Just as cocoa needs to be regenerated every 10 years, we also need regeneration of farmers. Mars has a Next Generation Program that assists young farmers and cultivates their interest to take part in cocoa farming. We also have the Cocoa Doctors program, which has empowered a thousand farmers to become "cocoapreneurs" and cocoa experts. This way, our farmers become specialists in their field and are capable of running their own businesses.

We are proud of what we have achieved in our 2019 Sustainable in a Generation Plan Scorecard. But at the end, what’s most important is putting farmer’s welfare above everything else. We need to collaborate with every stakeholder to do systemic change: from women empowerment, protection of women and children, to protecting the forest.

Does Mars cooperate with other stakeholders in Indonesia especially with the Indonesian government?

Our sustainability objectives involve lots of collaboration with different stakeholders: government, industry associations and the farmers themselves. We try to engage with these stakeholders in shaping and implementing policies.

Mars is a founding member of the Cocoa Sustainable Partnership, a forum where stakeholders such as the government, cacao processing companies and others collaborate to create sustainable cocoa in Indonesia. We also support government programs, such as the Rural Empowerment and Agriculture Development Scaling Up Initiative (READSI), where we work with the Ministry of Agriculture to achieve its vision of agricultural development: food security, enhanced welfare for farmers and helping to find a new generation of farmers. In Sulawesi, we work closely with the local forestry agencies, as many of our plantation areas border forests.

Internationally, we have a project with the International Fund for Agricultural Development (IFAD) and World Agroforestry called Sustainable Farming in Tropical Asian Landscapes (SFITAL), a five-year project that aims to that aims to link small-scale producers to global supply chains.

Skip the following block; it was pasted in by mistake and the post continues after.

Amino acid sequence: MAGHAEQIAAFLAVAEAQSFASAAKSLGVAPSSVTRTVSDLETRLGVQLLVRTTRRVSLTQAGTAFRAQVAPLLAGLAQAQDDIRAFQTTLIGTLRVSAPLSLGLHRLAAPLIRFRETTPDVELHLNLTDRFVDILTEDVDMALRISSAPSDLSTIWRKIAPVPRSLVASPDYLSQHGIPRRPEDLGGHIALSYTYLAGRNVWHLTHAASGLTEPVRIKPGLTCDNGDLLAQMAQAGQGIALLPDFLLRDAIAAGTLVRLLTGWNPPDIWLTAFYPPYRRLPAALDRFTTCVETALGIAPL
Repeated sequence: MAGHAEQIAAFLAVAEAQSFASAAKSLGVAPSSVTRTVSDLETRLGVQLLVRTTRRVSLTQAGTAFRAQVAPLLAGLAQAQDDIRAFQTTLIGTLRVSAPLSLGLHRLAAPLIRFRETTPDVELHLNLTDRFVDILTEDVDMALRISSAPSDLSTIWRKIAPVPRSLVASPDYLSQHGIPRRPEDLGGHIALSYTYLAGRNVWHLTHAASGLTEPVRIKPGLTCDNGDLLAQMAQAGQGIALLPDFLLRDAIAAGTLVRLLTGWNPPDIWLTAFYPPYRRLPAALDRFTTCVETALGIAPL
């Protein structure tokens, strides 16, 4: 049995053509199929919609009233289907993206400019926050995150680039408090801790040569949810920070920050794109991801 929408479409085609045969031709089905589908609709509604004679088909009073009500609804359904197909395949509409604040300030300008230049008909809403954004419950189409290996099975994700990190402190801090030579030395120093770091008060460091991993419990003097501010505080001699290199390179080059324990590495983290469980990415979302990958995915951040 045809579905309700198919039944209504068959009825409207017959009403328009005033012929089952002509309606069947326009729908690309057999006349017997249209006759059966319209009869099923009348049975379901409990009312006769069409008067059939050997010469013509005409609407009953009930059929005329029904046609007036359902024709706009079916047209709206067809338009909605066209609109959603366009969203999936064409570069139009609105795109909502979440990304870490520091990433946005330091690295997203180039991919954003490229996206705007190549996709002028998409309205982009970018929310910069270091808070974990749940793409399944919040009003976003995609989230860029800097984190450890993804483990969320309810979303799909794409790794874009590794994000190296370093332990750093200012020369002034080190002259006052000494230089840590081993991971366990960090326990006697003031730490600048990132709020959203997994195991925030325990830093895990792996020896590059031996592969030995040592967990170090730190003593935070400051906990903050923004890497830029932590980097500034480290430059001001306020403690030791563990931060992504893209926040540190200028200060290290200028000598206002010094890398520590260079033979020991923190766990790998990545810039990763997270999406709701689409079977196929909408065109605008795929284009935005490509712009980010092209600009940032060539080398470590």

Ultimately, the key to our success is having strong values. In our case, it’s to put the farmer's needs first. This is a value we share with the government and other industry players, and it guides us in our collaborative efforts.

From Mars’ standpoint, how can businesses in Indonesia also contribute to changing the trajectory on climate change?

As climate change is complex and wide-reaching, collaboration among businesses, the public sector and civil society is essential for climate change mitigation. First, there needs to be a clear strategy for collaboration. Next, you need to agree on which targets and parameters to use, whether it’s the Sustainable Development Goals, Paris Agreement or others. The industry and the government must bring their targets together.

How has the pandemic affected Mars’ business operations so far?

The world that we want tomorrow starts with how we do our business today. We consistently put forth our three sustainability pillars in doing our business, including in Indonesia. Despite the pandemic, we strive to keep our business running in responsible ways. We put our associates’ health and safety first in our factory operations and distribution, and give them the work flexibility they need to handle quarantine. We also invest in agricultural development and work safety for our cocoa farmers. In the end, we all have to adapt to this new situation as best as we can.

It’s impossible to assess the ultimate impact this will have on each of us, the global economy and our business. But, we have confidence that we can manage what comes.